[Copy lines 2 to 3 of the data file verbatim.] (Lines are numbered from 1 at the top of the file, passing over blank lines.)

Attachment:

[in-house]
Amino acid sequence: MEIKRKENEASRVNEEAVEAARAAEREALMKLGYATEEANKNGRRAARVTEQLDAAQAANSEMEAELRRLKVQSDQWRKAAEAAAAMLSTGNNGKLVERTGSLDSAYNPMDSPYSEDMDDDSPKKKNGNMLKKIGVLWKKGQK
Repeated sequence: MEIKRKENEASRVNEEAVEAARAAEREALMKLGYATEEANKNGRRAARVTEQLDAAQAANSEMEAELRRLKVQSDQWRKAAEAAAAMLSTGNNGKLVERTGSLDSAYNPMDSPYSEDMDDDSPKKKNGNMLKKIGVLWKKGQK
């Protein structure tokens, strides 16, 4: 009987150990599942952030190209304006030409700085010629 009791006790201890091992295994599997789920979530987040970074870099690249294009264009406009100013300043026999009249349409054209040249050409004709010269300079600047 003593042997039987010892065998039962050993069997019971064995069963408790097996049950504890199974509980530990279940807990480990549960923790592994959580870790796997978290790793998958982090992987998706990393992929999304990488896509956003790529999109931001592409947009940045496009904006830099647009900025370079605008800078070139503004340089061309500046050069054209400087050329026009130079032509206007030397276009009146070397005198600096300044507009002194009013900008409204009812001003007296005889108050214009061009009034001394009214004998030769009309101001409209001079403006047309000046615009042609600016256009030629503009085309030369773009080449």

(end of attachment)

Amino acid sequence: MEIKRKENEASRVNEEAVEAARAAEREALMKLGYATEEANKNGRRAARVTEQLDAAQAANSEMEAELRRLKVQSDQWRKAAEAAAAMLSTGNNGKLVERTGSLDSAYNPMDSPYSEDMDDDSPKKKNGNMLKKIGVLWKKGQK
Repeated sequence: MEIKRKENEASRVNEEAVEAARAAEREALMKLGYATEEANKNGRRAARVTEQLDAAQAANSEMEAELRRLKVQSDQWRKAAEAAAAMLSTGNNGKLVERTGSLDSAYNPMDSPYSEDMDDDSPKKKNGNMLKKIGVLWKKGQK